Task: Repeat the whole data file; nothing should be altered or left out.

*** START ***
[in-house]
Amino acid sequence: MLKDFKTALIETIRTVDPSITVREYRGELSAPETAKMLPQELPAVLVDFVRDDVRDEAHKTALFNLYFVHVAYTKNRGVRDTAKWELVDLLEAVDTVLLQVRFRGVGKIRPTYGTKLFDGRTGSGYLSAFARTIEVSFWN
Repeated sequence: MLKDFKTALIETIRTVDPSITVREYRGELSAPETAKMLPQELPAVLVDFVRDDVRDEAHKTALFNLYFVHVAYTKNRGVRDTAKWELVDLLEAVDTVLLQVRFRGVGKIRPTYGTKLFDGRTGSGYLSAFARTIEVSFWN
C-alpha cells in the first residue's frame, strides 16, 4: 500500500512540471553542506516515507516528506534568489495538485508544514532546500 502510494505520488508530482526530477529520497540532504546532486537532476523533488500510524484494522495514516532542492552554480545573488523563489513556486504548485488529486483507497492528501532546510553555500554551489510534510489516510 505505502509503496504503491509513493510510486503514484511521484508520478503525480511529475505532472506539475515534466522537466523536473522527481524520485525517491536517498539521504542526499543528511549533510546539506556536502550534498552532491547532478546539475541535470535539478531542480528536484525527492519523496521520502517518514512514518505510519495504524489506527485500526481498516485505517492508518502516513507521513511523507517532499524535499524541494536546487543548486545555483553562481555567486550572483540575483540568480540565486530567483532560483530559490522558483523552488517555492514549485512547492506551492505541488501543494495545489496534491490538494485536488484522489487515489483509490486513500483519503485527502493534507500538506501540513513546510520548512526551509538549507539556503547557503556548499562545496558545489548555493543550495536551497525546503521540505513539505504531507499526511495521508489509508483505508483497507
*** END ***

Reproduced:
[in-house]
Amino acid sequence: MLKDFKTALIETIRTVDPSITVREYRGELSAPETAKMLPQELPAVLVDFVRDDVRDEAHKTALFNLYFVHVAYTKNRGVRDTAKWELVDLLEAVDTVLLQVRFRGVGKIRPTYGTKLFDGRTGSGYLSAFARTIEVSFWN
Repeated sequence: MLKDFKTALIETIRTVDPSITVREYRGELSAPETAKMLPQELPAVLVDFVRDDVRDEAHKTALFNLYFVHVAYTKNRGVRDTAKWELVDLLEAVDTVLLQVRFRGVGKIRPTYGTKLFDGRTGSGYLSAFARTIEVSFWN
C-alpha cells in the first residue's frame, strides 16, 4: 500500500512540471553542506516515507516528506534568489495538485508544514532546500 502510494505520488508530482526530477529520497540532504546532486537532476523533488500510524484494522495514516532542492552554480545573488523563489513556486504548485488529486483507497492528501532546510553555500554551489510534510489516510 505505502509503496504503491509513493510510486503514484511521484508520478503525480511529475505532472506539475515534466522537466523536473522527481524520485525517491536517498539521504542526499543528511549533510546539506556536502550534498552532491547532478546539475541535470535539478531542480528536484525527492519523496521520502517518514512514518505510519495504524489506527485500526481498516485505517492508518502516513507521513511523507517532499524535499524541494536546487543548486545555483553562481555567486550572483540575483540568480540565486530567483532560483530559490522558483523552488517555492514549485512547492506551492505541488501543494495545489496534491490538494485536488484522489487515489483509490486513500483519503485527502493534507500538506501540513513546510520548512526551509538549507539556503547557503556548499562545496558545489548555493543550495536551497525546503521540505513539505504531507499526511495521508489509508483505508483497507